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NEC
Japanese manufacturer of spacecraft. Nippon Electric Corporation, Japan.

AKA: Nippon Electric Corp., Space Div., Kamoi Works;Toshiba Corp. Location: Kamoi, Shin-Yokohama.



Country: Japan. Spacecraft: Marine Observation Satellite, Haruka, Kakehashi, Nozomi, MDS, Kirari, Daichi, Akari. Projects: Muses.

1997 February 12 - . 04:50 GMT - . Launch Site: Kagoshima. Launch Complex: Kagoshima M-V. Launch Vehicle: M-V.
  • Haruka - . Payload: MUSES B. Nation: Japan. Agency: ISAS. Manufacturer: NEC. Program: Muses. Class: Astronomy. Type: X-ray astronomy satellite. Spacecraft: Haruka. USAF Sat Cat: 24720 . COSPAR: 1997-005A. Apogee: 21,415 km (13,306 mi). Perigee: 569 km (353 mi). Inclination: 31.4000 deg. Period: 379.30 min.

1998 February 21 - . 07:55 GMT - . Launch Site: Tanegashima. Launch Complex: Tanegashima Y. LV Family: H-2. Launch Vehicle: H-II.
  • Kakehashi - . Payload: COMETS. Nation: Japan. Agency: NASDA. Manufacturer: NEC, Toshiba. Class: Communications. Type: Civilian communications satellite. Spacecraft: Kakehashi. USAF Sat Cat: 25175 . COSPAR: 1998-011A. Apogee: 17,727 km (11,015 mi). Perigee: 1,033 km (641 mi). Inclination: 30.1000 deg. Period: 328.10 min.

    Kakehashi, meaning 'Bridge', was called Communuications and Broadcasting Experimental Test Satellite (COMETS) before launch. It contained Ka-band communications and inter-satellite data relay payloads. Premature shutdown 44 seconds into the H-II second stage second burn put the satellite into a much lower than planned orbit. The on-board Unified Propulsion System was used to raise it to a more useful orbit.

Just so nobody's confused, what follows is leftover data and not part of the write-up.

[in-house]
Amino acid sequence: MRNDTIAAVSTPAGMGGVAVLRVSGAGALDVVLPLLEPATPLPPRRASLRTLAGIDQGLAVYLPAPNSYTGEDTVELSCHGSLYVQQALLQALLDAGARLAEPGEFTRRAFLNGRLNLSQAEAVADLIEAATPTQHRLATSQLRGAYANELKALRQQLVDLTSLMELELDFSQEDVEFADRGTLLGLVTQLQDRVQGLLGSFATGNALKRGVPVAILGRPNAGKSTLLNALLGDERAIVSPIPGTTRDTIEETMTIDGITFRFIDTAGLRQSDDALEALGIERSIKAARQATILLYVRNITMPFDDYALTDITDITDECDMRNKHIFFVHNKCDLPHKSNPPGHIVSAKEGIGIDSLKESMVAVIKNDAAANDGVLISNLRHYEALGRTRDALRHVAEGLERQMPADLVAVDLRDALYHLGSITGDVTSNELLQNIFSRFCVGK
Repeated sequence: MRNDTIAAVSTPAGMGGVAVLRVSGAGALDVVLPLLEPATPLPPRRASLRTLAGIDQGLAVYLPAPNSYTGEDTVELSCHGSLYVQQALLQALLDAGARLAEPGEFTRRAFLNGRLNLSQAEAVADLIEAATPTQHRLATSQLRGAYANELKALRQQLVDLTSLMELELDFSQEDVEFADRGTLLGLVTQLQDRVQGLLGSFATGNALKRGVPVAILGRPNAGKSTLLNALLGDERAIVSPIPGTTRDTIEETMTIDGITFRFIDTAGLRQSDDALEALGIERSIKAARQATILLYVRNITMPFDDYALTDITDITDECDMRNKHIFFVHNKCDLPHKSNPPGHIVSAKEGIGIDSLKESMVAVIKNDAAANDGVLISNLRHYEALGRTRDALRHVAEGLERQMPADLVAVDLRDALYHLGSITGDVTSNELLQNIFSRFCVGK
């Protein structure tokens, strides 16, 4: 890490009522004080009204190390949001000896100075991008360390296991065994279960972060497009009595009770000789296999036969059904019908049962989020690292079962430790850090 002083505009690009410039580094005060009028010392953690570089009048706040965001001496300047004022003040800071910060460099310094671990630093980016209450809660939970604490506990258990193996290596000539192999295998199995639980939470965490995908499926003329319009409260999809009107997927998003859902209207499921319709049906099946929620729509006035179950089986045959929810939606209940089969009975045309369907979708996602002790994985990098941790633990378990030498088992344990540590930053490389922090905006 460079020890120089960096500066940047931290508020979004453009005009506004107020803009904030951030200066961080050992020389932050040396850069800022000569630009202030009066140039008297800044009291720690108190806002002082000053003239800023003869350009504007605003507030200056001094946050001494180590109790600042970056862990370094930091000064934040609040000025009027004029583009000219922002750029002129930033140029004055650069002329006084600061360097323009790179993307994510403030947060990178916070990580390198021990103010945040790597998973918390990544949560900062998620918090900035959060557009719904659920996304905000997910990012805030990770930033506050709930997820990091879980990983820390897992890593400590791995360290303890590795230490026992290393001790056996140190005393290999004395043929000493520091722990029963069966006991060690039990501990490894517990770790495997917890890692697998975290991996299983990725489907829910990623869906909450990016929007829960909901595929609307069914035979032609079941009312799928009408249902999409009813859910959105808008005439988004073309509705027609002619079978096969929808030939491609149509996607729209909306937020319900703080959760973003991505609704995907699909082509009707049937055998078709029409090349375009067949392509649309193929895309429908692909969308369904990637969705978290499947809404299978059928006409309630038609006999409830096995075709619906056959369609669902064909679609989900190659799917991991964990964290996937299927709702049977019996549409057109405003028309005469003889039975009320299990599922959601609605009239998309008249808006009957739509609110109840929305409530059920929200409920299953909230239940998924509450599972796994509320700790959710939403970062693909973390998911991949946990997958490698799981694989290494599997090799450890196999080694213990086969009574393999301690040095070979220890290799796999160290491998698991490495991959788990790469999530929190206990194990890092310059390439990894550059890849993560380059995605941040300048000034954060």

1998 July 3 - . 18:12 GMT - . Launch Site: Kagoshima. Launch Complex: Kagoshima M-V. Launch Vehicle: M-V.
  • Nozomi - . Mass: 258 kg (568 lb). Nation: Japan. Agency: ISAS. Manufacturer: NEC. Class: Mars. Type: Mars probe. Spacecraft: Nozomi. USAF Sat Cat: 25383 . COSPAR: 1998-041A. Apogee: 489,381 km (304,086 mi). Perigee: 703 km (436 mi). Inclination: 27.3000 deg. Period: 20,910.00 min.

    Originally known as Planet-B; renamed Nozomi ('Hope') after launch. The third stage and payload entered a 146 x 417 km x 31.1 deg parking orbit. The KM-V1 kick (fourth) stage then fired to place the spacecraft into a circumlunar 359 x 401491 km x 28.6 deg orbit. Nozomi made multiple lunar and Earth gravity assist passes to increase its energy for solar orbit insertion and the cruise to Mars.. The spacecraft used a lunar swingby on 24 September and another on 18 December 1998 to increase the apogee of its orbit. It swung by Earth on 20 December at a perigee of about 1000 km. The gravitational assist from the swingby coupled with a 7 minute burn of the bipropellant engine put Nozomi into an escape trajectory towards Mars. It was scheduled to arrive at Mars on 11 October 1999 at 7:45:14 GMT, but the Earth swingby left the spacecraft with insufficient acceleration and two course correction burns on 21 December used more propellant than planned, leaving the spacecraft short of fuel. The new plan is for Nozomi to remain in heliocentric orbit for an additional four years and encounter Mars at a slower relative velocity in December 2003.



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